I embarked on my Weekly Poem Project to learn more about poetry, mostly, but also, in my own small way, to bring poetry back to what it used to be: a deeply social–and entertaining–form of communication. It’s been pretty cool to see poems appearing, like little pop-ups, in friends’ status updates and the like. And also cool to find out how many people actually are interested in poetry. Here I’d like to give some shouts-out to two co-conspirators: Jenny Huth & Diana Birchall.
Jenny was my first and best friend in grad school, & we were next-door neighbors in Austin for a couple years. (Good times were had by all ;-).) She’s in Mexico City right now, doing a 4-week Spanish immersion program. She’s blogging about her adventures–and posting great photos–at Jenny Habla. Jenny’s always up for a good challenge and has gamely posted several responses to my weekly throw-downs (throws-down?), including a double dactyl, which I will reproduce here so you don’t have to wade through previous posts & comment threads to find it:
Museums play tricks on me.
Cases of artifacts
Here I am presently,
Looking back, pleasantly,
Until I see me in there,
Something that was.
Jenny was too modest (I think!) to explain the inspiration for this poem, so I am going to do so myself–she posted some photos on Facebook of totally gruesome & somewhat bizarre dioramas at the Museo Archeologico in Mexico City. I couldn’t find the diorama photos on her Tumblr, so to replace a thousand words, here’s one of the pictures:
I’m not sure if this was the exact diorama Jenny’s talking about in her poem (I kinda hope not!) but you get the point.
And here is a photo (also posted to FB) by my friend Diana Birchall, and her accompanying limerick:
The marigolds march through the night!
Setting the whole room alight!
They glimmer and glow
And make such a show
You hardly can sleep for the sight!
Now the teacher in me can’t help but say that what I especially find interesting about all this is that all the poems from this week, including my Sicilian quintain about my friend Laura’s mother’s garden (see previous post), could be considered “occasional poems”: not poems written sporadically–which, I admit, is what I originally thought “occasional poetry” meant when I first encountered the term in college– but poems written for an occasion. Often these poems are written to commemorate an important event; the poems written for presidential inaugurations by Elizabeth Alexander, Maya Angelou, and Robert Frost are perhaps the most familiar examples. But the occasions can be small ones as well: a Valentine, birthday wishes, a visit to a museum or catching a glimpse of a striking arrangement of glass dishes. Of course, this is another important function of poetry, too–since the epic poets, we’ve used meter and rhyme to help us make note of, and remember, important events and ideas.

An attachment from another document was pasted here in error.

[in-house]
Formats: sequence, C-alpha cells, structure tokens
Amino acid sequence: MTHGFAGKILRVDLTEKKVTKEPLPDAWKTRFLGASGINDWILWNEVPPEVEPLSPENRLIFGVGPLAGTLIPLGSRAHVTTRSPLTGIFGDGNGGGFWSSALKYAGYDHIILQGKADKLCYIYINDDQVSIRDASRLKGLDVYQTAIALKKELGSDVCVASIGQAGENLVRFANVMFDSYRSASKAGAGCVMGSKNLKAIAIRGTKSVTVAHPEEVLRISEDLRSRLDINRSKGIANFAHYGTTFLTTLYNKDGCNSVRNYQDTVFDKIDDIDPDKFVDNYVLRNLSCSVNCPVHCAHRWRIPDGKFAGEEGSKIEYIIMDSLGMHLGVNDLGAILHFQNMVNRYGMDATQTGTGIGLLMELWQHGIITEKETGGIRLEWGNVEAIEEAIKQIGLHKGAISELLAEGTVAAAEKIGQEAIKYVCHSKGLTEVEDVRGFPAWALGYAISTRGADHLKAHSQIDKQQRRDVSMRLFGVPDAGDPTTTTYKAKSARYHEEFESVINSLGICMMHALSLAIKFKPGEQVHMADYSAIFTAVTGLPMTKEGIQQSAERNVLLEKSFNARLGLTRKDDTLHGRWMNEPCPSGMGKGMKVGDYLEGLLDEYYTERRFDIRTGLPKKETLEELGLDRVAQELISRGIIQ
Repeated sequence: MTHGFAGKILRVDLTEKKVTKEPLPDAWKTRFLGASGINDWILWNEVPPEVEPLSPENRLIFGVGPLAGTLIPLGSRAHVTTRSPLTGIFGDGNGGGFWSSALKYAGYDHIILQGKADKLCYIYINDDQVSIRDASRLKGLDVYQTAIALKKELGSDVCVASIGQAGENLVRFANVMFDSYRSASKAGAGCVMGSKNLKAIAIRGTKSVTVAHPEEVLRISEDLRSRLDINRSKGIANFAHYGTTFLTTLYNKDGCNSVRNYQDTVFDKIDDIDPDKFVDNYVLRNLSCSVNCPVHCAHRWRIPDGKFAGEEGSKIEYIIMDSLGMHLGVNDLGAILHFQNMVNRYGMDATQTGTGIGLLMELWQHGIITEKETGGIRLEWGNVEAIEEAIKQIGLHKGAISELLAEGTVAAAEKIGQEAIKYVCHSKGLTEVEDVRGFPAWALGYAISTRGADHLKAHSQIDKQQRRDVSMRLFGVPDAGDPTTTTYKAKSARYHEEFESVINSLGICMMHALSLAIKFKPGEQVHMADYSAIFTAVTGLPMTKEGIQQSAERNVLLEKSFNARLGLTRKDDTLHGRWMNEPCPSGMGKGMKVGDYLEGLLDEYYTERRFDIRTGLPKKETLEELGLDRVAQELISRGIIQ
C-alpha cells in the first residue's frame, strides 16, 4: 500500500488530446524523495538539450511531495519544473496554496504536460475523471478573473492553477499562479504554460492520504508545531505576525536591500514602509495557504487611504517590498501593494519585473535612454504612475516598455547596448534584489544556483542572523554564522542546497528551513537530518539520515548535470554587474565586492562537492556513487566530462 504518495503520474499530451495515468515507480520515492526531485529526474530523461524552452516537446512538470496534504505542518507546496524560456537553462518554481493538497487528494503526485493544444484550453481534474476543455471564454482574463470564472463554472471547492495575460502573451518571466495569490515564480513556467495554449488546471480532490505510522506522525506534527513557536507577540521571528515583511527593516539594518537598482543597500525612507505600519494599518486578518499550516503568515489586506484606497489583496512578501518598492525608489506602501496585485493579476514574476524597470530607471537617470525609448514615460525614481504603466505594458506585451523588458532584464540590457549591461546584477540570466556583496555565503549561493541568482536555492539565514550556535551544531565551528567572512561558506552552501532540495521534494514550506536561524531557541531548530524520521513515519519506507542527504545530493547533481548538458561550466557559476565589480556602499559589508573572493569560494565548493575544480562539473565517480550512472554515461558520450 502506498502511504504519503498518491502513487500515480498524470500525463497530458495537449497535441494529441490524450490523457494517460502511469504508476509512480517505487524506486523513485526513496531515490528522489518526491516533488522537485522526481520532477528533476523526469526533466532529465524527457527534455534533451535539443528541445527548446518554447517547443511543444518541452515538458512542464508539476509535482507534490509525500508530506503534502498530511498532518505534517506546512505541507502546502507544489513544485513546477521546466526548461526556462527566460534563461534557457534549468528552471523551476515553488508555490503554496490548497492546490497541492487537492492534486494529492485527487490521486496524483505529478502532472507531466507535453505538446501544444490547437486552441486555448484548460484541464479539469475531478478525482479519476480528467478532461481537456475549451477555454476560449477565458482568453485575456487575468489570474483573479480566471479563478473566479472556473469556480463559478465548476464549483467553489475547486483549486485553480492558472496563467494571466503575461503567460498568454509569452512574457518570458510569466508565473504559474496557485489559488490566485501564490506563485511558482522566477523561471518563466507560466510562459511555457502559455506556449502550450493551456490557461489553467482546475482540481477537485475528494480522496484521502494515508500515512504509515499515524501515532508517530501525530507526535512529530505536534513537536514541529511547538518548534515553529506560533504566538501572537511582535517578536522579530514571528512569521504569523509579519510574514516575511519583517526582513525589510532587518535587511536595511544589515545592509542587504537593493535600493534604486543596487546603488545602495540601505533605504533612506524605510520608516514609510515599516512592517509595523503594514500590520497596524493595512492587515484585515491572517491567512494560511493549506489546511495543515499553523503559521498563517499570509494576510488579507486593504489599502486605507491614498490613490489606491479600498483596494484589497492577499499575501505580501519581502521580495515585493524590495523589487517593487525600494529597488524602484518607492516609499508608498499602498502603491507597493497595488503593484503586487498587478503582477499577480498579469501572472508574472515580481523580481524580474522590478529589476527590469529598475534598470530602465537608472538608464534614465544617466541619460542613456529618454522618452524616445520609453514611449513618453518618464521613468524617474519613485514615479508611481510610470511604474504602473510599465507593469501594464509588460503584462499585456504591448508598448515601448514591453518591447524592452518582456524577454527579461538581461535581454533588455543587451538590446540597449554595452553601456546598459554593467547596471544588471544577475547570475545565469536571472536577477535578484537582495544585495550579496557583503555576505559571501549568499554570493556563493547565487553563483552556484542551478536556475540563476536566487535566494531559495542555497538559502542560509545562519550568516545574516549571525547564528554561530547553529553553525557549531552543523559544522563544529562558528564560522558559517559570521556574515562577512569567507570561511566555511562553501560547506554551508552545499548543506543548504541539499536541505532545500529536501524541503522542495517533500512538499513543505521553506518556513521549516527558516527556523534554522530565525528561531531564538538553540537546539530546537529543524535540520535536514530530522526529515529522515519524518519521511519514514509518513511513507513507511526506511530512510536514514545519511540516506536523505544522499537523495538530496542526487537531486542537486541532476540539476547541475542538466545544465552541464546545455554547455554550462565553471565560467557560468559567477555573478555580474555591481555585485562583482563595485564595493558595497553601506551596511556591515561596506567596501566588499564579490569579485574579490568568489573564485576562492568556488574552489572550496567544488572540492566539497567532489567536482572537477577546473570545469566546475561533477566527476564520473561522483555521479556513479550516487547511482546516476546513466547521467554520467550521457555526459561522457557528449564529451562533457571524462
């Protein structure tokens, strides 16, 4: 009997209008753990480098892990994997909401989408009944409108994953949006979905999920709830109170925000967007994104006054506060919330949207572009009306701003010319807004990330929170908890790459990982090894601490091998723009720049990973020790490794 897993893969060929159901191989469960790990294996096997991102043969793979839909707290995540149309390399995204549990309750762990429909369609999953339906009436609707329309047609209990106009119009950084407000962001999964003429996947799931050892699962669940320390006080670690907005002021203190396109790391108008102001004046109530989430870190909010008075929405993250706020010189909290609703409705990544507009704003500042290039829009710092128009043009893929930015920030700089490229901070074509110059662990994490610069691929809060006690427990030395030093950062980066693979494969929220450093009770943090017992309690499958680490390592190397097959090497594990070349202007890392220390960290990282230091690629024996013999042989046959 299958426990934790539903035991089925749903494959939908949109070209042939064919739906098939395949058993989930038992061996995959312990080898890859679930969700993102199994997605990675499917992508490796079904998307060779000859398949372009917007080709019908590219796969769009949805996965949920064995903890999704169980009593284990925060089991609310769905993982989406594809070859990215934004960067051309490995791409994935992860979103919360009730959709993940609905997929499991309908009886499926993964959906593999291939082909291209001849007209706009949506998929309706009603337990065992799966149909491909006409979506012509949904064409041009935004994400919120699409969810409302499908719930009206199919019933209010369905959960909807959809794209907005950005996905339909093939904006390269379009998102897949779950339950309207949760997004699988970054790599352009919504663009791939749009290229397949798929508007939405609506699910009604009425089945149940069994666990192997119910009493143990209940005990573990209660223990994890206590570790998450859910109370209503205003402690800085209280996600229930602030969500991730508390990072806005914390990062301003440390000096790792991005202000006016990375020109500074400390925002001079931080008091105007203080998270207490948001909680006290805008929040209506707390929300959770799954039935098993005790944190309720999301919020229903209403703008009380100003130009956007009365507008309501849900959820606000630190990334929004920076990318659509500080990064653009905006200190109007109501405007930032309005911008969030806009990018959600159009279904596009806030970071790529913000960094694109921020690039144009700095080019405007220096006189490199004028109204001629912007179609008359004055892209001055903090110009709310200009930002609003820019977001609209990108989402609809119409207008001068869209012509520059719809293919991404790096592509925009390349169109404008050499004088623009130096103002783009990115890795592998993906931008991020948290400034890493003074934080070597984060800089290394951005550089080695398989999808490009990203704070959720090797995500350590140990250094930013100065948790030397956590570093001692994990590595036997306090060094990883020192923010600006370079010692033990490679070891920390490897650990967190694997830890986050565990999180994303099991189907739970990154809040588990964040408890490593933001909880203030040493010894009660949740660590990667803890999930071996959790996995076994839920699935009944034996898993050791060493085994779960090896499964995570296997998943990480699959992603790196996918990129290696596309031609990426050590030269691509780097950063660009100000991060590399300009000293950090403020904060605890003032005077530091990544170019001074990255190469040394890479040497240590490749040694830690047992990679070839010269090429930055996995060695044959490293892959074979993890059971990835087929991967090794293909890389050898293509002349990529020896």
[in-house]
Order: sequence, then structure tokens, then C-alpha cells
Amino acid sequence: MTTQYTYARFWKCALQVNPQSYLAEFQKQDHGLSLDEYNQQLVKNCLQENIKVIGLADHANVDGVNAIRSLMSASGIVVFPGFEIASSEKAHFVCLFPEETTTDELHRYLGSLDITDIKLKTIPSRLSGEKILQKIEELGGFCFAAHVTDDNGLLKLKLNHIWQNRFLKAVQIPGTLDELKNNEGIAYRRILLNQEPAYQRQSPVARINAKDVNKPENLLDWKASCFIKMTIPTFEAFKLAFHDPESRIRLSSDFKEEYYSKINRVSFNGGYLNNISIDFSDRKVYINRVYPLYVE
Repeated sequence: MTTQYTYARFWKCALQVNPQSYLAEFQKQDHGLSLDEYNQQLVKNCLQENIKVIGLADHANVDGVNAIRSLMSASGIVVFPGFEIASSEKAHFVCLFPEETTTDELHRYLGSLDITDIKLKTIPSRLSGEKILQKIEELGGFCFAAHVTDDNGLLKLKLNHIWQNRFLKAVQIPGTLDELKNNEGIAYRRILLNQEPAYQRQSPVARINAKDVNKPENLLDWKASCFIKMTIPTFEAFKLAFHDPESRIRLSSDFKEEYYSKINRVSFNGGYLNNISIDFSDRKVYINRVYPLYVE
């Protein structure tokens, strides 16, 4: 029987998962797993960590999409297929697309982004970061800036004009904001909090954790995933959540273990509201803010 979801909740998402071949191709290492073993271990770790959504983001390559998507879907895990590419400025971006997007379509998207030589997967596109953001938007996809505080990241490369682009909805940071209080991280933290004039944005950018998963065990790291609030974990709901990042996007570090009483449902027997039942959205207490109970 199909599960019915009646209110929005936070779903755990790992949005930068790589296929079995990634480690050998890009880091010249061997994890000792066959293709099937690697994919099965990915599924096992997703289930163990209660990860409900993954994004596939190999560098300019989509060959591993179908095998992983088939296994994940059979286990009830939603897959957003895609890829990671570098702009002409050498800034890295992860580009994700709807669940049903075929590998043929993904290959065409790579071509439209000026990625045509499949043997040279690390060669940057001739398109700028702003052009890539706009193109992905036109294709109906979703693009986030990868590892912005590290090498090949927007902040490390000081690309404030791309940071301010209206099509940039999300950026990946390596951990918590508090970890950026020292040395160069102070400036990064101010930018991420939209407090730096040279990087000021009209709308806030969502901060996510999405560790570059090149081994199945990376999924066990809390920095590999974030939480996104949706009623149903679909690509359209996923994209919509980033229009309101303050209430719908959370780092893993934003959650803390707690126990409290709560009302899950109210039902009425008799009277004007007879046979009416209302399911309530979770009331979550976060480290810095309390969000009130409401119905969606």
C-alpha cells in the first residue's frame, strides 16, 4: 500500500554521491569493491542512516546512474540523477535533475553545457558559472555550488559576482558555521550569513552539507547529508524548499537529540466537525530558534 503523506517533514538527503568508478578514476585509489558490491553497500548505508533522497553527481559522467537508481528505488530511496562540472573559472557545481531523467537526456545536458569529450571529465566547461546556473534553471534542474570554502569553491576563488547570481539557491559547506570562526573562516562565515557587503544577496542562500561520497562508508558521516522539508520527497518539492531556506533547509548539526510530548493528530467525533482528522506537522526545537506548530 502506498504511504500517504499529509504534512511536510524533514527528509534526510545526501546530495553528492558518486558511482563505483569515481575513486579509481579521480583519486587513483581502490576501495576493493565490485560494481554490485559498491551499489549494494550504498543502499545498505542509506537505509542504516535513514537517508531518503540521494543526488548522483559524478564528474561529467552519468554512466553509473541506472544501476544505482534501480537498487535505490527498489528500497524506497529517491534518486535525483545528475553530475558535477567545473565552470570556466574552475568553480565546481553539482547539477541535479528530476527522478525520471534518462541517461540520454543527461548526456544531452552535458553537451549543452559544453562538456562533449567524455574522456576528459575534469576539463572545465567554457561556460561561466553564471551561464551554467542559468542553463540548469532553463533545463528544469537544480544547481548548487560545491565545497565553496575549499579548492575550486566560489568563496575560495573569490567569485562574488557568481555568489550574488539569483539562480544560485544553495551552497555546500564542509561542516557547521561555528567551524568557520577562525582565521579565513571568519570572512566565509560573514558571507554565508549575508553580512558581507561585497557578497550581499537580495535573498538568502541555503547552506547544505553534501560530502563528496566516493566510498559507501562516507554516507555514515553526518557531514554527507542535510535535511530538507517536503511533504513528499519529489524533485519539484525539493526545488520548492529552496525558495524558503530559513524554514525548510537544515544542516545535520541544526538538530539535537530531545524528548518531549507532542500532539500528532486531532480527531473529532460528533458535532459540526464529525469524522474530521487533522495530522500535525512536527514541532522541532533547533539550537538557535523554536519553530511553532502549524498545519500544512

I met Diana, incidentally, when I was doing research for my dissertation, which focused on a fascinating writer named Winnifred Eaton. A half-Chinese, half-English Canadian, she wrote popular romance fiction in the early years of the twentieth century under the very romantic, exotic-sounding pseudonym Onoto Watanna. (Elsewhere on my website you can check out the Winnifred Eaton Digital Archive, which contains stories and novels I tracked down, discovered, and transcribed over more than 10 years, many of which are unavailable in print form outside of this archive. My dissertation also became a book titled The Literary Voices of Winnifred Eaton: Redefining Ethnicity and Authenticity–which is as boring as it sounds, but got me tenure!–and to which I will immodestly provide a link, regardless, here.) Diana happens to be the granddaughter of “Winnie,” as she likes to call her. She was both a generous source of information about the Eaton family and a research partner– she was working on her biography of Winnie when I was writing my dissertation. It seems only fitting to honor the occasion with a poem about Winnie, which I’ve composed in this week’s designated poetic form, the double dactyl. Ahem:
a Japanese poser she was,
it is true.
really named Winnifred,
nevertheless, she wrote
lots more than you.
You can read all the rules of the double dactyl form on Wikipedia (some of which I broke here) and I hope to see you try writing one–or a poem of any sort– on Facebook or wherever else you write (a sonnet in your next TPS report, anyone?). Double dactyls and limericks may not exactly be elevating the level of contemporary discourse, but it certainly makes it more entertaining. So, here is a way poetry can continue to serve society.
It has been really great to reconnect with old friends– and connect with friends in new ways–and make new friends altogether– in doing this poem project. I am working on another double dactyl which I will post in the next day or two, along with an introduction to the challenge for Week 3: the grook, which my colleague and friend (and bona fide poetics expert) Melissa Girard introduced me to last week.